Even if Sony’s big PlayStation 5 deep dive was exactly what the platform holder said it would be, it was not what rabid fans wanted to see. The manufacturer has been blue-balling gamers for months now, keeping the most intimate details of its next-gen device underwraps. It’s now pulled back the curtain, but in the most anticlimactic fashion – and perhaps more excruciatingly, with numbers much lower than the immediate competition.
Obviously, the organisation’s upcoming console is not the disaster that social media will no doubt paint it to be, but with coronavirus crippling the globe, news of an impending PS5 unveiling sent shockwaves through the industry this week. This wasn’t a kneejerk reaction to Microsoft’s news – Sony works on its own timeline these days – but instead a Game Developers Conference presentation, curiously repurposed into video format.
It was, ultimately, an hour of PowerPoint from an industry veteran – but lead architect Mark Cerny operates on such a different level to the rest of us that many of his observations proved impenetrable to the vast majority of us. There’s no question that the PS5 is powerful, but its specifications are lower than those of the Xbox Series X, and while it does have significant advantages in some crucial areas – like loading speeds and 3D audio – there were no demonstrations to illustrate them.
This was, very much, a presentation intended for game developers – but putting it in front of a thirsty consumer base seems like a bad idea. Sony could have easily uploaded the full monologue for fans to watch, but it needed to be accompanied by some tangible demonstrations: what does 3D audio sound like and how does it make a difference? Just how quickly can we expect games to load? With very little substance, all we’re left with are numbers – and they’re lower than the ones written in green.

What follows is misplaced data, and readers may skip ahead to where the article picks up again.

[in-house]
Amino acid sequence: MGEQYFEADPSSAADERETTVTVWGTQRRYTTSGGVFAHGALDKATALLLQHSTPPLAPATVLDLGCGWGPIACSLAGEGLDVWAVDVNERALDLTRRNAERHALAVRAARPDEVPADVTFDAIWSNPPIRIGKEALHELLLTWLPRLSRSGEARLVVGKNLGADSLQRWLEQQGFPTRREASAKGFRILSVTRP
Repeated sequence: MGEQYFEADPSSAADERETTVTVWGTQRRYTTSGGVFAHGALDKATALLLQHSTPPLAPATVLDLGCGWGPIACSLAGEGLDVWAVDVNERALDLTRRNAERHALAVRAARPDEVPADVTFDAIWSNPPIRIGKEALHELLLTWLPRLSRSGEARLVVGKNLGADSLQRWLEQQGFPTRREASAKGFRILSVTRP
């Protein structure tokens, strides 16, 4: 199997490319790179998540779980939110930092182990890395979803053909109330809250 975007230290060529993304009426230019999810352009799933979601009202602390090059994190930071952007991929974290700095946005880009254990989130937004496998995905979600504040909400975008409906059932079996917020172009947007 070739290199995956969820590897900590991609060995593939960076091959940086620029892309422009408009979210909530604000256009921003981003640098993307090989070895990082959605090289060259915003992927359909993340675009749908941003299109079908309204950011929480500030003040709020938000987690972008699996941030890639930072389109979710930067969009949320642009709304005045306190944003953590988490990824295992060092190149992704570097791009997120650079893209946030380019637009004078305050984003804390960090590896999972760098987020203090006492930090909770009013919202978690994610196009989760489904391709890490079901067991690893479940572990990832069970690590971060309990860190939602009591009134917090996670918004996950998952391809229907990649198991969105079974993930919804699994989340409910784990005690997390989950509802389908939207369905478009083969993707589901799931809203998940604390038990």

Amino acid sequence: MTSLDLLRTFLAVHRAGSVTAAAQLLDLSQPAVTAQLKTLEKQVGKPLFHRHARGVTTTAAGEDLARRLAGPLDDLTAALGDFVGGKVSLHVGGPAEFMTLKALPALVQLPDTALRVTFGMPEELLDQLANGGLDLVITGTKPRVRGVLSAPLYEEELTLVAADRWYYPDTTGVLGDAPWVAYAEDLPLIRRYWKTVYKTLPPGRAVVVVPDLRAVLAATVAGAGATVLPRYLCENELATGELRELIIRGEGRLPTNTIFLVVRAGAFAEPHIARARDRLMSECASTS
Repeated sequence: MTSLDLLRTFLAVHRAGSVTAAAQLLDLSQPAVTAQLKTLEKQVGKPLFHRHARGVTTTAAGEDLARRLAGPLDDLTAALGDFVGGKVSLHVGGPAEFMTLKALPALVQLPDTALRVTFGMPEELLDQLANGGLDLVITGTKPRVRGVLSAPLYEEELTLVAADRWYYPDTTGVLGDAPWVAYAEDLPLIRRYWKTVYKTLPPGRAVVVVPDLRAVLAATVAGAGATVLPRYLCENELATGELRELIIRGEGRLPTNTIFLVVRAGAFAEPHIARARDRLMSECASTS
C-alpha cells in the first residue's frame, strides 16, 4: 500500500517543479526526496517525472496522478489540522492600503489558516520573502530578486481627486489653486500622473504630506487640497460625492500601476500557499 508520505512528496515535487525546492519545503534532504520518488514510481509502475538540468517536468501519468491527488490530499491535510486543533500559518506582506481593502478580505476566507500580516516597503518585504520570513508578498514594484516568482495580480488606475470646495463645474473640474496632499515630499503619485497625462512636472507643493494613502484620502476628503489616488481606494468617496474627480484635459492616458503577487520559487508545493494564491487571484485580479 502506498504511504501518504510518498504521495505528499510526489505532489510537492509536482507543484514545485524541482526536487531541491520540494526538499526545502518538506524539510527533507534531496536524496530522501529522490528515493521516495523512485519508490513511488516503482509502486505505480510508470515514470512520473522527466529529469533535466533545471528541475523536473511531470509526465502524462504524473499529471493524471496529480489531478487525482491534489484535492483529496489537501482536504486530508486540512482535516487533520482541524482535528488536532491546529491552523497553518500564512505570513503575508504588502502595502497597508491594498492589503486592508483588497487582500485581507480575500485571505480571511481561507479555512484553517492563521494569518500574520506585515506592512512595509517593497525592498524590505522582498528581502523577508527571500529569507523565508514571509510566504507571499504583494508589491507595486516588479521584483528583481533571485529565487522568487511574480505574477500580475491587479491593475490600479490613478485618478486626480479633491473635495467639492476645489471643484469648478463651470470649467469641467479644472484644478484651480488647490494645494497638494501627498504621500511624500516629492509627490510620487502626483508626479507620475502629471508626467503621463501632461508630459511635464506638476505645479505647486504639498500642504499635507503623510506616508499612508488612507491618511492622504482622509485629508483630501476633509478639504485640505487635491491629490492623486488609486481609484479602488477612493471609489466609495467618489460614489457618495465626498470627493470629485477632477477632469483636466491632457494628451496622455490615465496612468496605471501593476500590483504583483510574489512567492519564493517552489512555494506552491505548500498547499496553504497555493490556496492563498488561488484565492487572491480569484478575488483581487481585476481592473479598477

Coronavirus has very obviously thrown the Japanese giant for a loop; Cerny, stationed behind a VAIO laptop in front of an audience of silhouettes, will be the focus of many an upcoming meme. But that’s not an excuse for the organisation seeming out of touch with its audiences expectations: even if it communicated clearly what today’s presentation would be, you can’t leave over half-a-million fans watching on YouTube feeling like they’ve wasted their time.
This was a bad first impression, and the company’s going to have to pivot fast. It’s losing the teraflops battle, its backwards compatibility solution is inferior, and its communication is at rock bottom. Deadly disease or not, the manufacturer finds itself under pressure for the first time in a while. Perhaps the proof will ultimately be in the pudding, and exclusive titles like Demon’s Souls Remake and Silent Hills will change the narrative overnight – but this was a bad coming out party for PS5.
Did Sony drop a clanger with this game developer-focused update on the PS5? Is it at risk of losing the attention of fans by playing its cards so close to its chest? Whelm yourself in the comments section below.